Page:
We will rock you... with trivia.
Freddie Mercury's birthday is today, Sept. 5, and if he were still alive he would have turned 68 years old. Considered one of the greatest singers of all time, despite having no formal vocal training, Mercury regularly put more than should have been expected into performances.
For the recording of "The Show Must Go On," Mercury was nearing his last days of his battle with AIDS-related bronchopneumonia. The band wasn't sure if he'd be able to accomplish the vocals, but Mercury swigged some vodka, said, "I'll fucking do it, darling," and legendarily pulled it off in one take. True royalty. Here's five things you didn't know about Mercury and Queen.
The song was written by bassist John Deacon. Multiple members have confirmed that Michael Jackson convinced the band to make it a single, with Brian May explaining that Michael came to them after a show during the Game Tour and told the band they were "mad" if they didn't release it.
The song ended up selling over seven million copies to become their most successful single.
Later on in both their careers, Freddie Mercury and Michael Jackson intended to release a collaborative album, but Mercury walked out on the sessions when Jackson insisted on bringing a llama into the studio.
In the song, "Bicycle Race," Freddie Mercury claims, "I want to ride my bicycle. I want to ride it where I like." This apparently isn't true. Guitarist for the band, Brian May, claimed the song isn't "autobiographical" and said:
As I remember ... he actually wasn't very keen on riding his bicycle (if he even had one!) -- he preferred being driven in a Rolls Royce! But he created a character in the song, and this character can say what he wants, and he can ride his bicycle where he likes!
May also pointed out that this means the line "And I don't like Star Wars" is completely false as "Freddie liked Star Wars a lot." Mercury even rode on Darth Vader's shoulders during shows!
In an interview from 1974 with Melody Maker, right as Queen was starting to truly take off, Freddie Mercury claimed the band had its quarrels:
We tend to work well under pressure. But do we row? Oh my dear, we’re the bitchiest band on earth. You’ll have to spend a couple of days with us. We’re at each other’s throats. But if we didn’t disagree, we’d just be yes-men, and we do get the cream in the end.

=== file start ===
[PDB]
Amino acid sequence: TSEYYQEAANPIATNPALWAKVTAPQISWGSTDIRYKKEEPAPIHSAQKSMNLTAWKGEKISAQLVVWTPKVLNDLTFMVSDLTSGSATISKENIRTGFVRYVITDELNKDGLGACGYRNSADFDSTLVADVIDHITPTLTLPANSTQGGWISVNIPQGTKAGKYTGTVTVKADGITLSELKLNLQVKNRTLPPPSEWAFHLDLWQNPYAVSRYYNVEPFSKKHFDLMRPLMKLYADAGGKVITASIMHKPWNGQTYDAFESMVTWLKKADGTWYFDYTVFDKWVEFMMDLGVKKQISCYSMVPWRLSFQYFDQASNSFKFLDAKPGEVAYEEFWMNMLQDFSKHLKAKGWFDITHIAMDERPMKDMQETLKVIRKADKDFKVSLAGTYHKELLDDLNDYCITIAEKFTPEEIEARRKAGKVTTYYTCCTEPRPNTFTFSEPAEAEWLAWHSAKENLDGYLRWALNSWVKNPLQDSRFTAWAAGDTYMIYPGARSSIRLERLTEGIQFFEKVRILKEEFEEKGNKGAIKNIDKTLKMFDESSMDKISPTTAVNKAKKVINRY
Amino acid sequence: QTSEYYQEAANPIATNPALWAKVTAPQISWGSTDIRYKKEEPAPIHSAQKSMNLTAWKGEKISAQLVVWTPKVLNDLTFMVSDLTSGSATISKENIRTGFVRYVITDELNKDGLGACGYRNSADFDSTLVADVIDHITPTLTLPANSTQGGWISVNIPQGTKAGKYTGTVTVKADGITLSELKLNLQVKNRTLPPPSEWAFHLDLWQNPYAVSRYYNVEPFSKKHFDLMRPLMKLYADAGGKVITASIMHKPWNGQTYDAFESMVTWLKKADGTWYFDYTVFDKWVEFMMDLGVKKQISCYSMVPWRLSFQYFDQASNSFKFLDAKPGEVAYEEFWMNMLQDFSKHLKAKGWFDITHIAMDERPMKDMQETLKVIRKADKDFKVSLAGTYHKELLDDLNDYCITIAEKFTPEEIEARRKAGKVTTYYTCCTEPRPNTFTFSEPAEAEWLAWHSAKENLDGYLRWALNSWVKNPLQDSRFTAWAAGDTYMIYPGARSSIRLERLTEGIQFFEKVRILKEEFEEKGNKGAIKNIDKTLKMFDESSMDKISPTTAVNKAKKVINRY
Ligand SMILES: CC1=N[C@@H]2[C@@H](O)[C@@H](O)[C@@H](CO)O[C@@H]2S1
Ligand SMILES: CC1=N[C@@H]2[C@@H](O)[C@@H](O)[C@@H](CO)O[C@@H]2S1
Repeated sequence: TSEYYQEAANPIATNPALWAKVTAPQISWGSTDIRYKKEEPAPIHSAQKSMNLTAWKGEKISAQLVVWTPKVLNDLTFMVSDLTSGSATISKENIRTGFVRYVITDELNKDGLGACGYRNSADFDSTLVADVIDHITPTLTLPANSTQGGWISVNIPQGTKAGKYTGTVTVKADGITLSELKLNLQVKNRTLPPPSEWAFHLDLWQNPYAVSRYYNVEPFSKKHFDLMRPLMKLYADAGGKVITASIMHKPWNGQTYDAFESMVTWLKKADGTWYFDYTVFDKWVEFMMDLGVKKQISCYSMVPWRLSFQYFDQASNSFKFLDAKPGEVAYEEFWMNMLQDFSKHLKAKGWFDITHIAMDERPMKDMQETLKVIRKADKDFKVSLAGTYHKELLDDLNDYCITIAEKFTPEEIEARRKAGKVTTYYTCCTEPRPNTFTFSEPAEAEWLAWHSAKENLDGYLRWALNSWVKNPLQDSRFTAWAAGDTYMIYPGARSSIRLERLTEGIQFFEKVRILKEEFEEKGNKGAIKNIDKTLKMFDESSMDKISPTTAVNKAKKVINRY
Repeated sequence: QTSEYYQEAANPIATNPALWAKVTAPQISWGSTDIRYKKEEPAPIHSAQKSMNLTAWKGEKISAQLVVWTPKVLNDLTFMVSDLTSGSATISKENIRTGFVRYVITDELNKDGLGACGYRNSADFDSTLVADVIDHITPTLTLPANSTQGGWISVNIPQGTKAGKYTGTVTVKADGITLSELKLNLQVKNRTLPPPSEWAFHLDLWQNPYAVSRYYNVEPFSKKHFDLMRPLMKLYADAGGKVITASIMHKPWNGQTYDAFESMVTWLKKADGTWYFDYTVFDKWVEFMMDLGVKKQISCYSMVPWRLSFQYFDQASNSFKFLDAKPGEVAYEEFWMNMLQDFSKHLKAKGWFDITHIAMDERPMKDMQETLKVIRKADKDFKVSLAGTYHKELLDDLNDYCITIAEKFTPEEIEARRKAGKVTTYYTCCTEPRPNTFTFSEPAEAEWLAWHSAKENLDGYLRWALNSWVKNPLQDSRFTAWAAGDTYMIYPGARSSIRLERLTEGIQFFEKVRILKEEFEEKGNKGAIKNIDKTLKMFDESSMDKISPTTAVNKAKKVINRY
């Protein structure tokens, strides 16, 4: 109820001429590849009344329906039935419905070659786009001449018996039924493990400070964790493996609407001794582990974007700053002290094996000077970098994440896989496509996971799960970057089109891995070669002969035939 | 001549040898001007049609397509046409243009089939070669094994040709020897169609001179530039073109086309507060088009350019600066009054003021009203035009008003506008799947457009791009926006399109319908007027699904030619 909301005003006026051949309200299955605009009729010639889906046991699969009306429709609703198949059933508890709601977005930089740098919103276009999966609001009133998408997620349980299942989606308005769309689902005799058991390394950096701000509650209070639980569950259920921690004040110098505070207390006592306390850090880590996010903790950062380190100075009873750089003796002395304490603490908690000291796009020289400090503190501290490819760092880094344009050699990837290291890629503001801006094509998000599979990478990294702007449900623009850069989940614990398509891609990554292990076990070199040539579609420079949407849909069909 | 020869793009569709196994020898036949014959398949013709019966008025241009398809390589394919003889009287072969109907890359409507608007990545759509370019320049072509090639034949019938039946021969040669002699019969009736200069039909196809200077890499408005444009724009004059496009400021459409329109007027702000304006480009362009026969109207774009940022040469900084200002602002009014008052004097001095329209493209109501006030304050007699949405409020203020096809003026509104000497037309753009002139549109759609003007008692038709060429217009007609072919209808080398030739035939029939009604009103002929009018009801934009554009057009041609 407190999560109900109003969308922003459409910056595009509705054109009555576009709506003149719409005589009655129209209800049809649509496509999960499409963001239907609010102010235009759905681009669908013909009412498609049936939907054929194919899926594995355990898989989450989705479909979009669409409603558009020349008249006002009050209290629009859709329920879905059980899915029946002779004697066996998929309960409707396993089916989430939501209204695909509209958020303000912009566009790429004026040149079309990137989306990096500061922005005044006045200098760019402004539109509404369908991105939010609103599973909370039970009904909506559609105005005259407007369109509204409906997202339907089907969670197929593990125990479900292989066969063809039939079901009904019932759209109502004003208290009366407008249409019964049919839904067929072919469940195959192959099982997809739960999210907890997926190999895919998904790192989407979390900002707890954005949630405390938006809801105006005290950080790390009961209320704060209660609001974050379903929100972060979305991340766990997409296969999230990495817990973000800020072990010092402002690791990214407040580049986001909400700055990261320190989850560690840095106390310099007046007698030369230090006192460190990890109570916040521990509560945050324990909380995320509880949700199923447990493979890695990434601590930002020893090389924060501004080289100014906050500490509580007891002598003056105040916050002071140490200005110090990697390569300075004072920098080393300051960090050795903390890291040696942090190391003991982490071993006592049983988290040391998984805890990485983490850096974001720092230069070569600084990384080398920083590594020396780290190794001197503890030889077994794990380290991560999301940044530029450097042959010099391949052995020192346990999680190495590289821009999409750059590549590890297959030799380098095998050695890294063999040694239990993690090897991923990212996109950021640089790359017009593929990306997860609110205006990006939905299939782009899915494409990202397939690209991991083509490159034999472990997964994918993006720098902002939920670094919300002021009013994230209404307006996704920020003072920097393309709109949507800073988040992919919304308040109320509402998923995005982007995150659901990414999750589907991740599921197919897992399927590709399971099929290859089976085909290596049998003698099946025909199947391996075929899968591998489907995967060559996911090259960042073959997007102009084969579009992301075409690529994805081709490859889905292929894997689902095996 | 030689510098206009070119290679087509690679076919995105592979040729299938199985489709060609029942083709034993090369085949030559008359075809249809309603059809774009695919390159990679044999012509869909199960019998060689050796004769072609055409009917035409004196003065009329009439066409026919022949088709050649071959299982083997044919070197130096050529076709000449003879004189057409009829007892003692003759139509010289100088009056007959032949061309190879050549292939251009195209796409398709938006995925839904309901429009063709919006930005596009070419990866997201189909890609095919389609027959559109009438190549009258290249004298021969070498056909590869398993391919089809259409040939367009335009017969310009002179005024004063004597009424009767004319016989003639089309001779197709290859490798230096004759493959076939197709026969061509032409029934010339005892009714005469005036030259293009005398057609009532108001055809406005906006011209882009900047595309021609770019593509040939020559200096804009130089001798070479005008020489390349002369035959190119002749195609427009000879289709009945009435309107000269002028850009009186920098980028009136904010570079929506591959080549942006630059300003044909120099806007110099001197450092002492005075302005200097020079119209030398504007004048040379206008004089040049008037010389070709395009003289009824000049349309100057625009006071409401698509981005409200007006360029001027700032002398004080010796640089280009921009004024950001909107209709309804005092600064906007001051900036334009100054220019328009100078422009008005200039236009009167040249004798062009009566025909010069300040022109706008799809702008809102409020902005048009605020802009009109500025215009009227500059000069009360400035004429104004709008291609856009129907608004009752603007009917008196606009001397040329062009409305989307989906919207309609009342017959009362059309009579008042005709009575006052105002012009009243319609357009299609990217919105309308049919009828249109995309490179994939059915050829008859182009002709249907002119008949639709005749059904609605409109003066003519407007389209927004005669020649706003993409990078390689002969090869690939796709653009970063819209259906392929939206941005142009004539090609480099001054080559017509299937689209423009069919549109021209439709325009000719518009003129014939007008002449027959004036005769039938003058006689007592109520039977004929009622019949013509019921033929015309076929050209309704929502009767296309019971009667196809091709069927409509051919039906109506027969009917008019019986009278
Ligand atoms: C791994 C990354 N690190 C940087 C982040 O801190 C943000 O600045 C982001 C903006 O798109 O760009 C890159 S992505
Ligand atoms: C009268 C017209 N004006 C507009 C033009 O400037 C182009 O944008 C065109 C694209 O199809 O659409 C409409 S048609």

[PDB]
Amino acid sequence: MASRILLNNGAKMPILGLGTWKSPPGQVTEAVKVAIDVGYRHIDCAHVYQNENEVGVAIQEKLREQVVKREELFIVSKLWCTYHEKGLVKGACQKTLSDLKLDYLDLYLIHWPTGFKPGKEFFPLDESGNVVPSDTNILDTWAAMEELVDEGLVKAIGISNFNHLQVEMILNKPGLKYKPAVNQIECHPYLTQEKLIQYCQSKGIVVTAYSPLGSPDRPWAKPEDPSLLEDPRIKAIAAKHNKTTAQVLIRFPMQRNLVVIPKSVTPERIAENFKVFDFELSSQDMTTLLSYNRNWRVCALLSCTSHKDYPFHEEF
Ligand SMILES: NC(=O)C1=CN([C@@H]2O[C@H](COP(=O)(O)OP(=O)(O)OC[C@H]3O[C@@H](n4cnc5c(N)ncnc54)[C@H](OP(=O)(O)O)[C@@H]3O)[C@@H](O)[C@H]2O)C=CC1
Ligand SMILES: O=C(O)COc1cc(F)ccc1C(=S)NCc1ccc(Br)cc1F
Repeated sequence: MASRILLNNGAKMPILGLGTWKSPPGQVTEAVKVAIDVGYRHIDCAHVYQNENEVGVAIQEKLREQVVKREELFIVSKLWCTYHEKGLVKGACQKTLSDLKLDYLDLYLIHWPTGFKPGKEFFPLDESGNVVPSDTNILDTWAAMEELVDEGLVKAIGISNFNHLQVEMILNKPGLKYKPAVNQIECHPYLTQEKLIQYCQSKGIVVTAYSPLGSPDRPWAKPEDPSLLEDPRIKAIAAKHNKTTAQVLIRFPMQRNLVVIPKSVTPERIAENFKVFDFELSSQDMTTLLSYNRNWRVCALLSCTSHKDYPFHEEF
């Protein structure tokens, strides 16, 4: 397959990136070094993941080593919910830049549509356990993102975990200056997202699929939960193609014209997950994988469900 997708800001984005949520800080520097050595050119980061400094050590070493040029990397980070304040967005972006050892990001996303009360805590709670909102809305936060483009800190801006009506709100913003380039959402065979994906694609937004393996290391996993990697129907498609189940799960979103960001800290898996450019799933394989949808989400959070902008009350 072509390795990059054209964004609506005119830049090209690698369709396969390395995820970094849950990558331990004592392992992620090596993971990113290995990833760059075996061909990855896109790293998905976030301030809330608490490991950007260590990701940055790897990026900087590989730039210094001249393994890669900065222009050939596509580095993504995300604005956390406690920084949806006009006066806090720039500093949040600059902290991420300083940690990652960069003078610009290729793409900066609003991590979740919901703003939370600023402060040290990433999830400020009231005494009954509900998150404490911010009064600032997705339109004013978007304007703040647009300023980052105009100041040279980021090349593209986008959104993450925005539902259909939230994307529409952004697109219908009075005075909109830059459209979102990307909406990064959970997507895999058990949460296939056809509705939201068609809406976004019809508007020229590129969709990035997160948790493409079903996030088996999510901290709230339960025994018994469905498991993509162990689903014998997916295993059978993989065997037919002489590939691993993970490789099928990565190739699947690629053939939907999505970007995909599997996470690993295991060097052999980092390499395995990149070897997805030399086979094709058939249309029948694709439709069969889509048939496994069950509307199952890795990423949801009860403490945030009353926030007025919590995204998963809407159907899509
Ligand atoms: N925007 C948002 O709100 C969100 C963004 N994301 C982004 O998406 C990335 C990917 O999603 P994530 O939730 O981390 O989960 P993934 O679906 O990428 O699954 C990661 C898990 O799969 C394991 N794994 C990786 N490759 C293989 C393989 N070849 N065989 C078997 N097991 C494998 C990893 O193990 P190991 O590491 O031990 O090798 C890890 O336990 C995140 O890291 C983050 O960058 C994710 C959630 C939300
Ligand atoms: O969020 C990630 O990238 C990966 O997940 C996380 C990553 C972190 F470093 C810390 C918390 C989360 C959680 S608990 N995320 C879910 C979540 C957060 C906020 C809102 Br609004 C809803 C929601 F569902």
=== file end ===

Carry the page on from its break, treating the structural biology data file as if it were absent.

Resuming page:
Mercury seemingly had a thing with being under pressure, and released a song about just that with David Bowie in 1981.
Brian May is a pretty incredible person. Besides being one of the greatest guitarists ever, May also has a PhD in astrophysics, co-authored two scientific articles while Queen was at its height, is now a strategic advisor for the Sentinel Mission and way back when built a guitar from scraps that'd last him a lifetime. May tells the story on his guitar website:
I designed an instrument from scratch ... The result, after two years of spare-time work, exclusively with hand tools, was the instrument I now call my "Red Special" -- or the "Old Lady" -- the guitar which has been a part of me through 30 years of live concerts and studio work with Queen, all around the world.
Maybe this is just Freddie Mercury-related, but comedian Cleo Rocos writes in her book, "The Power of Positive Drinking," about a night she hung out with Princess Diana, Kenny Everett and Mercury. Watching "The Golden Girls," they lowered the volume and acted out a more lewd plotline with Princess Diana as Dorothy and Mercury as Sophia. After that fun ended, Mercury mentioned to Princess Diana that the three of them were going to a notorious gay bar called Vauxhall Tavern in London. Princess Diana insisted on coming despite pleads from Everett and Rocos. Mercury said, "Go on, let the girl have some fun. Can you imagine?"
Princess Diana ended up disguising herself as a "rather eccentrically dressed gay male model." Nobody recognized her as she ordered a white wine and a beer. The princess and Mercury apparently giggled like "naughty school children."